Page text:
Gdp: Something Doesn't Add Up Here
GOP Presidential nominee Bob Dole charges that the U.S. is stuck in the slow-growth doldrums. And the official numbers appear to bear out Dole's charge. Even with a surge of growth this spring, the government's numbers show only a 1.9% growth rate since the beginning of 1995--hardly the stuff that dreams are made of.
But are things that bad? A new look at the data suggests that growth over the past couple of years may be stronger than it appears. The usual measure of growth is gross domestic product, which is figured by adding up the output of the economy. But government statisticians also calculate gross domestic income--the total of wages, profits, interest, and rents in the economy--and this number tells a very different story.
Over the past 18 months, personal and business income, adjusted for inflation, has grown at a rate of 2.7%, almost a full percentage point faster than output. These income gains are being powered by the unlikely combination of soaring corporate profits and rising wages. Indeed, incomes grew by $70 billion more than output in the year ended in June, boosting GDI growth to a 3.5% rate compared with the 2.6% gain in reported GDP.
The discrepancy can't last forever. In theory, incomes and output should be equal. This time next year, the Commerce Dept. will revise its numbers and bring the economy's books as close to balance as imperfect statistics allow. Yet the unusual income gains suggest that in the final analysis, the economy of the mid-1990s will look stronger than current statistics--or gloomy campaign rhetoric--indicate. "When the revisions are finished, I suspect we'll find somewhat more GDP than we've got now," says Christopher Probyn, director of forecasting for DRI/McGraw-Hill.
"WE HAVE HOLES." Not surprisingly, President Clinton's economists think so, too. "We know that we aren't adequately measuring the growth of this economy," says Joseph E. Stiglitz, chairman of the White House Council of Economic Advisers. "When we see gross domestic income growing a point faster than GDP, that suggests that we're underestimating both actual and potential growth." The economy's potential is the rate--currently pegged at around 2.3%--at which it can grow without increasing inflation over the long term.
Other economists--including the keepers of the statistics--downplay the gap's importance. "We rely more on the expenditure figures because historically they've been more accurate," says J. Steven Landefeld, director of the Commerce Dept.'s Bureau of Economic Analysis. "We have holes on the income side on the order of hundreds of billions of dollars." One example: The bureau estimates small corporations' profits based on the reported earnings mf large companies, then checks those projections against tax-return data. But the bureau still hasn't received tax figures to check its 1994 statistics. Estimates of the incomes of sole proprietors and other small businesses are even shakier, since the Internal Revenue Service hasn't done the intensive audits needed to measure under-reporting by sole proprietors since 1988.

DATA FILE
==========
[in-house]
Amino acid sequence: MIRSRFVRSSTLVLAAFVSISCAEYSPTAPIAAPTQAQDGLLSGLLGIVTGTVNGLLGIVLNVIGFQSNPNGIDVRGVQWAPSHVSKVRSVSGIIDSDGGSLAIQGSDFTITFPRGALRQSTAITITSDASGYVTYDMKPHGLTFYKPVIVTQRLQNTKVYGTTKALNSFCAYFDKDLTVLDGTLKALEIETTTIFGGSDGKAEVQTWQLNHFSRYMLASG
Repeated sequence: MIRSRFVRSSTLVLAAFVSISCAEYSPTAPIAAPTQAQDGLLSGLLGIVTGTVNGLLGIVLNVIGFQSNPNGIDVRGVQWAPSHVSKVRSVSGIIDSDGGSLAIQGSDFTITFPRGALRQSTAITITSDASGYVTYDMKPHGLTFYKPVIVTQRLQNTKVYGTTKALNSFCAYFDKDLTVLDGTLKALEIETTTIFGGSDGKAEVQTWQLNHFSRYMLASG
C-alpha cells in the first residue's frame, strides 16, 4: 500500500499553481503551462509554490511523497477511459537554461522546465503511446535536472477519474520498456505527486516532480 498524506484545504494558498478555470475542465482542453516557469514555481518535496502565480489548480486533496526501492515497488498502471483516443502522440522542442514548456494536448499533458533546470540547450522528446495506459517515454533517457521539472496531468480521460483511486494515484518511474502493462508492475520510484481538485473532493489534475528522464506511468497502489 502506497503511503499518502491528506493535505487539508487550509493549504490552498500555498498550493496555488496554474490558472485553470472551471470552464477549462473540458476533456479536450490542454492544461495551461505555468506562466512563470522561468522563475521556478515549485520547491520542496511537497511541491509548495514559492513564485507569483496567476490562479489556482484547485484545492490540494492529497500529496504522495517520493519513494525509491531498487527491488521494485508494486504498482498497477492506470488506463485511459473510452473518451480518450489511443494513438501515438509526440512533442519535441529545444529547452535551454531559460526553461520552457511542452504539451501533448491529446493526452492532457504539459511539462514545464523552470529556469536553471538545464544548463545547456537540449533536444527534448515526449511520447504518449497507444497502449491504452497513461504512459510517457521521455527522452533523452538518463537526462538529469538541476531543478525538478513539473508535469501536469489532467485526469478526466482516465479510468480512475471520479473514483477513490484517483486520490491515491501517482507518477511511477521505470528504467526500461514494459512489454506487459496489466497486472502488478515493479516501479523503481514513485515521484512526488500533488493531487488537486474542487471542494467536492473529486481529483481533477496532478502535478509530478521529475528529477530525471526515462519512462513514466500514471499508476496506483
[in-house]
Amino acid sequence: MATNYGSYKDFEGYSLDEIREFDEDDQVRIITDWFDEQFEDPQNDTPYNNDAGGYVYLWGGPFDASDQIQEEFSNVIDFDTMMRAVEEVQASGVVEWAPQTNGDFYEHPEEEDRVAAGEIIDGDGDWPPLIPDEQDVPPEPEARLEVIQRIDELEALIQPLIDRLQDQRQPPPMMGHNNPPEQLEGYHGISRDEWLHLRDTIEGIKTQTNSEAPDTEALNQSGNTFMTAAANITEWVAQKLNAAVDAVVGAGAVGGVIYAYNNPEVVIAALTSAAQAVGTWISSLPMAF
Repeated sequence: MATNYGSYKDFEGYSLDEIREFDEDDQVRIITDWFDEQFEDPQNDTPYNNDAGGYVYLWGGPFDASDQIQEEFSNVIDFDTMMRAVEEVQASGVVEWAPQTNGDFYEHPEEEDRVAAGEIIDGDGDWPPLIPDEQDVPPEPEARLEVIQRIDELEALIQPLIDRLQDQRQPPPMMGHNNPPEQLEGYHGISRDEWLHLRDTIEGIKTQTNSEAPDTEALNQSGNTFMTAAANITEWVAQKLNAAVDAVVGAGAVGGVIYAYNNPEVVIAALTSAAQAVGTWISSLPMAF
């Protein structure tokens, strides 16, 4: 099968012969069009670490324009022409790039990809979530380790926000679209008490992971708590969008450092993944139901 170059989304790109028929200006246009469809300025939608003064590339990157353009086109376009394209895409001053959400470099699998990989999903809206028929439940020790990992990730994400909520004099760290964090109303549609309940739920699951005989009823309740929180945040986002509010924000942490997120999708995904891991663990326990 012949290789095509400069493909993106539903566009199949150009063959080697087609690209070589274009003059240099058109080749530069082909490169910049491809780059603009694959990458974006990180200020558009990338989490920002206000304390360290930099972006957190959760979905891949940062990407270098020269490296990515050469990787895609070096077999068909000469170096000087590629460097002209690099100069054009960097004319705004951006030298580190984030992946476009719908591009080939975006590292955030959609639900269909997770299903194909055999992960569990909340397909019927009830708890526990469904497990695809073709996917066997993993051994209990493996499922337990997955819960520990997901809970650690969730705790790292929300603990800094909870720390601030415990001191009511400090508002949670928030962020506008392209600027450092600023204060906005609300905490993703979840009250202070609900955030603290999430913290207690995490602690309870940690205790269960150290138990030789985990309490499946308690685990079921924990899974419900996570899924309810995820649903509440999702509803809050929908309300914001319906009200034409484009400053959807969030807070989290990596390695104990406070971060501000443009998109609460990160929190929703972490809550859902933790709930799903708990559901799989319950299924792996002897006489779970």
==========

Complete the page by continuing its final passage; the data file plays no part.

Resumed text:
But the recent gains in income-measured growth are likely to resist statistical efforts to scrub them away. The strength of corporate profits comes as no surprise to anyone who has watched Wall Street for the past year. Profits surged 16.5% before inflation over the 12 months ended in March, the latest government numbers available.
Labor compensation--which makes up almost 60% of GDI--is on the rise as well. Real wages are up slightly, while the number of jobs has increased by a solid 2.2% since last summer. If growth was faster than realized, that would help explain how wages and profits could both be up--and how stocks can be so hot when the economy seems so cool.
More evidence of faster growth can be found in the government's tax collections, which are coming in stronger than expected. Federal tax revenues depend on the amount of income flowing through the economy--the more wages and profits, the bigger the take for the tax collector. This fiscal year, revenues are beating projections by $22 billion.
While government statisticians may prefer the data on the output side of the ledger, those figures seem to miss plenty of growth. For example, the official numbers have a tough time measuring output, quality gains, and productivity growth in the rapidly expanding service-producing side of the economy. As a result, some economists believe that real economic growth could be understated by a full percentage point.
None of these numerical arguments will matter on the campaign trail. Voters respond to what they feel in their wallets, not to statistics. Dole is hoping his call for a 15%, $548 billion cut in personal taxes will resonate with voters worried about their own jobs and incomes. But if the income statistics are telling the true story of a faster-growing economy, the Republican candidate may find a lot less anxiety--and a harder time collecting votes--than he expects.